Sidle up to the counter at the Curiosity Doughnuts stand at the new Whole Foods store in Spring House, Montgomery County. Eyeball the variety, which seems to change by the minute as hot batches arrive off the big fryer.
Everything looks delicious, but what are we looking at here?
“Our super-cake doughnuts — the moistest, most delicious cake doughnut,” begins Alex Talbot, for the baker’s dozenth time that morning.
“Cocoa crumb and blackberry here. Then our yeasted doughnuts. Black and white, chocolate yeast, and vanilla glaze. Marbled doughnuts — we take two doughnuts and we smoosh them together, chocolate and vanilla, they are a marble. These did not exist before we did this. Cinnamon cardamom yeasted. Buttermilk lime.”
They’re $3 apiece.
Why don’t you put out little signs to ID them?
“Because then,” Talbot says with a grin, flicking his hand toward himself, “we wouldn’t be talking.”
Curiosity at the Whole Foods opens at 7 a.m. and is open till sell-out. For now, Talbot and his wife and business partner, Aki Kamozawa, are toying with Wednesdays as a day off, but that is not certain.
They do nothing the easy way.
She’s a pastry chef from Queens; he’s a chef from Westchester, N.Y. They met in the late 1990s at the celebrated restaurant Clio in Boston and have led a nomadic life: catering in New York, chefs’ jobs at La Cucina at the Tuscany Inn on Martha’s Vineyard, running a restaurant in Maine.
“Did we go from Maine to Colorado?” Kamozawa asks. Talbot nods.
Colorado was running a boutique hotel and restaurant on a 5,000-acre elk ranch, with private-chef work in the offseason for a family in Montana.
Then came Ideas in Food, a name for their food business, which includes cooking classes. They set up in New York, and chefs started coming to the classes. One asked them to consult at his restaurant in Washington, Kamozawa says. They started consulting and writing books as they moved to Bucks County, and then New Hampshire.
“When we were leaving New Hampshire, we were like, ‘All right, what are we going to do?’ ” Kamozawa says. “We still had the consulting business, but we felt like we wanted a change and wanted to make it more tangible because we’d been consulting at that point for seven years and we want something of our own. As we were driving down, we were talking about it and he said, ‘I want to do doughnuts.’ ”
“I don’t remember this conversation at all,” Talbot says.
“I don’t know how he doesn’t remember it, because I was like, ‘Really? You want to do doughnuts?’ ” Kamozawa says. “And he was like, ‘Yeah. I’m really into the doughnut thing right now.’ ”
Doughnuts had always been Talbot’s thing. “We used to go to doughnut places all over, wherever we lived,” Kamozawa says. “It was like a hobby to go check out doughnuts. A lot of times they were dry, or they were too sweet, or all the flavor was in the icing and the doughnut itself didn’t taste good.”
The couple had the germ of a recipe — the no-knead brioche from their first book. They did a presentation at the Culinary Institute of America, hosted by famed pastry chef Francisco Migoya, who was running Apple Pie Bakery.
Migoya served a spread of pastries, including two dishes of brioche. “He said, ‘Try them and tell me what you think,’ ” Talbot says. “And we chose brioche A over brioche B. Well, brioche A was actually our no-knead brioche, but he had modified it. He had put twice as much butter in it than normal. He called it king’s brioche. And I was like, ‘That’s absolutely brilliant.’ I was like, ‘Well, he proved that we can get twice as much butter into the brioche.’ I put that in my back pocket.”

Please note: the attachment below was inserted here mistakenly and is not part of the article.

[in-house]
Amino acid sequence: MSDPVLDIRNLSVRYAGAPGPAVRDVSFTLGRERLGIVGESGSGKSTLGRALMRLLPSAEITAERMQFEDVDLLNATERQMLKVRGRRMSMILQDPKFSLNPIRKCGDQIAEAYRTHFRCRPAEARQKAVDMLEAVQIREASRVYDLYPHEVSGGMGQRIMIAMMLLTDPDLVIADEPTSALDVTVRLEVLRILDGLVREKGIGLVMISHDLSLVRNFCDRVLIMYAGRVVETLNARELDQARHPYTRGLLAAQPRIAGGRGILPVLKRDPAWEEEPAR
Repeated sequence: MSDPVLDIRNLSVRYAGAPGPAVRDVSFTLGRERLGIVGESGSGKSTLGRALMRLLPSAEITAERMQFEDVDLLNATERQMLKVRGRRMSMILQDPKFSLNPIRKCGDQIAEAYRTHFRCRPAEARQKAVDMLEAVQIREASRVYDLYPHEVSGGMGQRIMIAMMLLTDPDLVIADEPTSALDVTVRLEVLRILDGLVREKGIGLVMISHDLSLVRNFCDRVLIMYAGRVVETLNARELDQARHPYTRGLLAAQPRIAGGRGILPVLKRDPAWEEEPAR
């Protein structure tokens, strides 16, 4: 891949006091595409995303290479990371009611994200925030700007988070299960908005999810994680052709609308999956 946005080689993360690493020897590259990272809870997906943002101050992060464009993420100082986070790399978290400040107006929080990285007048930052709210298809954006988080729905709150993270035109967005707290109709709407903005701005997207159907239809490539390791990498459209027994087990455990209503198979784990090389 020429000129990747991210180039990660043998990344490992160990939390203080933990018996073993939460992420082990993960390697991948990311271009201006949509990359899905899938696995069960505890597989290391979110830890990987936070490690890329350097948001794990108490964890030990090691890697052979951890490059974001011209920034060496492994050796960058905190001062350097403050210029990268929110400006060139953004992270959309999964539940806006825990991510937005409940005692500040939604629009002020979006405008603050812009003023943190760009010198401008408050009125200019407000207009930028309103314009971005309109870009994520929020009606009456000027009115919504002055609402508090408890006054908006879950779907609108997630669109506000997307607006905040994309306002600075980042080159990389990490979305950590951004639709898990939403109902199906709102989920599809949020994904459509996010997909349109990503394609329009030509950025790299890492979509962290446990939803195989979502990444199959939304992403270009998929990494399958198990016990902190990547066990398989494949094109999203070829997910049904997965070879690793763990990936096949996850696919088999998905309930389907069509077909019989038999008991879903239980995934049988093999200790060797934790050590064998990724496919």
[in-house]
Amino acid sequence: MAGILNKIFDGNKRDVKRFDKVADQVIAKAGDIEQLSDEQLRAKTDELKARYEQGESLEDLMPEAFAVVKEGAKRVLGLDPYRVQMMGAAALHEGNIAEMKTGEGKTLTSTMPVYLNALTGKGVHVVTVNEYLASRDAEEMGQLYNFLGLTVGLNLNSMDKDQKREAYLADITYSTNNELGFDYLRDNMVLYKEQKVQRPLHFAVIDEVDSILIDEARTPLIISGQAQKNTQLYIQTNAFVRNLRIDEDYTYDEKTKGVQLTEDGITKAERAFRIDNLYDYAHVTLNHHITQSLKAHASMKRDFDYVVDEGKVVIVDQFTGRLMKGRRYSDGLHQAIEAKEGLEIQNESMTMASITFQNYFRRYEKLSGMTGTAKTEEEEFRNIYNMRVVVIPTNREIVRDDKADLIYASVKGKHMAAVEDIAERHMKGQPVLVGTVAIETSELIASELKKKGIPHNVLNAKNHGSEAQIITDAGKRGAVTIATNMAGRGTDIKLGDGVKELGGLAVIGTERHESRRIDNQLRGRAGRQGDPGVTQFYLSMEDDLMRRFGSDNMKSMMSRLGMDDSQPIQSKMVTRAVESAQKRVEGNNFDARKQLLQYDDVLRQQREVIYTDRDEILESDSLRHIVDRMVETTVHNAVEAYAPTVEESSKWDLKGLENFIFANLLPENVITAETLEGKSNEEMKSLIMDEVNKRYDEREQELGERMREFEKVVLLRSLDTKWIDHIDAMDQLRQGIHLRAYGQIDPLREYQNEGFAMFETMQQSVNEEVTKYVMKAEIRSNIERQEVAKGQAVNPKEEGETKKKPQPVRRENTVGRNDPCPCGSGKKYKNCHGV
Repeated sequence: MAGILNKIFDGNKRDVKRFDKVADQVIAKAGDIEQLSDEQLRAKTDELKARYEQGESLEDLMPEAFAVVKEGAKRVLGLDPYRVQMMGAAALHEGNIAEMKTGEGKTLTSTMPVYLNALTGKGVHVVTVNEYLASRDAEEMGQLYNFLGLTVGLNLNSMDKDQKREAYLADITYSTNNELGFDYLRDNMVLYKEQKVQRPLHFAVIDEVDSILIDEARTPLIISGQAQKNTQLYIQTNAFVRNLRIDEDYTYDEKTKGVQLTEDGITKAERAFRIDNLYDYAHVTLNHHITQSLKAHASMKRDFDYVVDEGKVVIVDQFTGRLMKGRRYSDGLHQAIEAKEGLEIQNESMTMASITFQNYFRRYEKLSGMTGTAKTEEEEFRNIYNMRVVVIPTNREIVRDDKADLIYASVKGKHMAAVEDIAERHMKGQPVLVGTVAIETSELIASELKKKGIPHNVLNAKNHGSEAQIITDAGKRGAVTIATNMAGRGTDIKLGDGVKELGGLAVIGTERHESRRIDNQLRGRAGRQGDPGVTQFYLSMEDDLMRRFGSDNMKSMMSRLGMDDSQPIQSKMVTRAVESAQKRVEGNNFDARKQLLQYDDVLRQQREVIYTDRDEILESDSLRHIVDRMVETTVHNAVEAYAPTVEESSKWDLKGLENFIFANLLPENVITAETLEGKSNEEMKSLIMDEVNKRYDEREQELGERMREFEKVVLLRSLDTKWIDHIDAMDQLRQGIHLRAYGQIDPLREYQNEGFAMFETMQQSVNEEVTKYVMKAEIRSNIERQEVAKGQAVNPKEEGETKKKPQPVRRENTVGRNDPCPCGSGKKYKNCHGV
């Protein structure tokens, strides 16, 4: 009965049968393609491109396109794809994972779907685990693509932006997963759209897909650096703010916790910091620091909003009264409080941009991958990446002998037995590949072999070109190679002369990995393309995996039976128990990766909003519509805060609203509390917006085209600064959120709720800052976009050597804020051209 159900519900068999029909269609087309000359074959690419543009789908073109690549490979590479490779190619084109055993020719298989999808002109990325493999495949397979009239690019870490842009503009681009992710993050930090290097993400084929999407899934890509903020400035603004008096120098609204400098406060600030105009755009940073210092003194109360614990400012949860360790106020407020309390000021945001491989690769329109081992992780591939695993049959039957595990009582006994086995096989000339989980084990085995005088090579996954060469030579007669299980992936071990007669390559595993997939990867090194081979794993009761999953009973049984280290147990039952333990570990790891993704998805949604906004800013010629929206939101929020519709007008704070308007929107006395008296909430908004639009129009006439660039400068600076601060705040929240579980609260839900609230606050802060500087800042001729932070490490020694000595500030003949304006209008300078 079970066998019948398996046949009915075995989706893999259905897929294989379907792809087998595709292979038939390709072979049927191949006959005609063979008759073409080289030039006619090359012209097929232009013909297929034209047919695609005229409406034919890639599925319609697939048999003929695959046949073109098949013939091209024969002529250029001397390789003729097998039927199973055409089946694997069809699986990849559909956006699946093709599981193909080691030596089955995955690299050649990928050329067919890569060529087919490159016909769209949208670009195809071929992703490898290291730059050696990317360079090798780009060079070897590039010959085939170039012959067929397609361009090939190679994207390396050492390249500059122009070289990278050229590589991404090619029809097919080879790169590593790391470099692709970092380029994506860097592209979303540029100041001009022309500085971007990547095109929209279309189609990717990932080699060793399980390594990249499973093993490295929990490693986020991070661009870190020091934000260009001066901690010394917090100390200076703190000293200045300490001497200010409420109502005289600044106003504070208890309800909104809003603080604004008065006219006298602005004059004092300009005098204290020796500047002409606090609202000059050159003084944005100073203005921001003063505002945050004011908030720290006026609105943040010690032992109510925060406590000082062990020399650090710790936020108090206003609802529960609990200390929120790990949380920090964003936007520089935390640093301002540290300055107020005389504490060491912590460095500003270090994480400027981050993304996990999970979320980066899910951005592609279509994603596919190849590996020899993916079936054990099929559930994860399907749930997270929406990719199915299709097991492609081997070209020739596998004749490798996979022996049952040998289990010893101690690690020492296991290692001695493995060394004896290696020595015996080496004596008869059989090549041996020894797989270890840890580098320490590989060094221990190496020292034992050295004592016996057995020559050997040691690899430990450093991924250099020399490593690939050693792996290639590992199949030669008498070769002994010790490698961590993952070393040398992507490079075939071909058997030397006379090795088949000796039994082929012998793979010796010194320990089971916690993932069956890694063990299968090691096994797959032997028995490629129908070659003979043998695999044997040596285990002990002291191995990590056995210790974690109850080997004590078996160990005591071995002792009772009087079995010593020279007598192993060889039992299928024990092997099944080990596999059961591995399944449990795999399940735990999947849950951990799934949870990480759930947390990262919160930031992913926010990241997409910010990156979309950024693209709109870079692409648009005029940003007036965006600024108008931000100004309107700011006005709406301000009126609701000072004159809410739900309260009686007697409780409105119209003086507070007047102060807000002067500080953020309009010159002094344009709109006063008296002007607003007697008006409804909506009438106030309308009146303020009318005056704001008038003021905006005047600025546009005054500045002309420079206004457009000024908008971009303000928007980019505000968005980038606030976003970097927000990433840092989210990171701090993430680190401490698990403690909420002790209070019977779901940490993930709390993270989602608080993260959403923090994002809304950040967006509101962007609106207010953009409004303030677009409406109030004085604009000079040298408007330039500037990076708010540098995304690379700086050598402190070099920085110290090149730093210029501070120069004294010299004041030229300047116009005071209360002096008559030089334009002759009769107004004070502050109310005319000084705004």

On their way to that new life in Pennsylvania, they stopped in central New Jersey at the Stockton Market, where they knew the manager, Dawn McBeth. She showed them a space, hoping they would do ice cream. “He said, ‘I could do some ice cream, but it would get kind of boring,’ ” Kamozawa says.
Then fate: They spied a doughnut robot in the back. It didn’t work. Talbot needed to modify it anyway. The conveyor belt had to go. Too easy. His doughnuts “need to be flipped twice, and so they’re a little finicky and don’t respond well to automation,” Kamozawa says. “But I feel like that’s part of their charm.”
Talbot started with a buttermilk lime, developing the recipe from the couple’s second book, Maximum Flavor, and tinkering with their no-knead brioche dough. “We amped it up,” Kamozawa says. “We added more cream, and more butter, and we just made it richer. And then it turned into the doughnut recipe.”
They opened Curiosity Doughnuts in October 2015.
Curious about the name choice?
“Ideas in Food is about what? Asking questions,” Talbot says. “We’re already curious. I was reading Brian Grazer’s book A Curious Mind, so his curiosity conversations and all that were rambling through my head, and I was like, ‘Wait.’ It just sort of popped into my head.”
For the first seven months till their house sold, Talbot shuttled between New Hampshire and Stockton, where they operate (still) on weekends.
“Stockton is our first place,” Kamozawa says. “We have a lot of loyal customers there. We also didn’t want to take out a bunch of loans. We spent a lot of time consulting and telling everyone not to go into debt to open a business, so we had to kind of follow our own advice. We had been approached by some other people who wanted us to move into their properties, but they were really expensive. When Whole Foods came to us, we thought it was perfect.”
Is there a plan to grow this — will there be Curiosity Doughnuts in … ?
“We’re not sure yet,” Talbot says. “We plan to make today’s doughnuts and then tomorrow’s doughnuts and hopefully there can be a third day after that. We take it one day at a time, mostly. But really, the goal is to change the world with doughnuts. I mean, we’re two people with great help. We believe in karma and the right things happening at the right time.”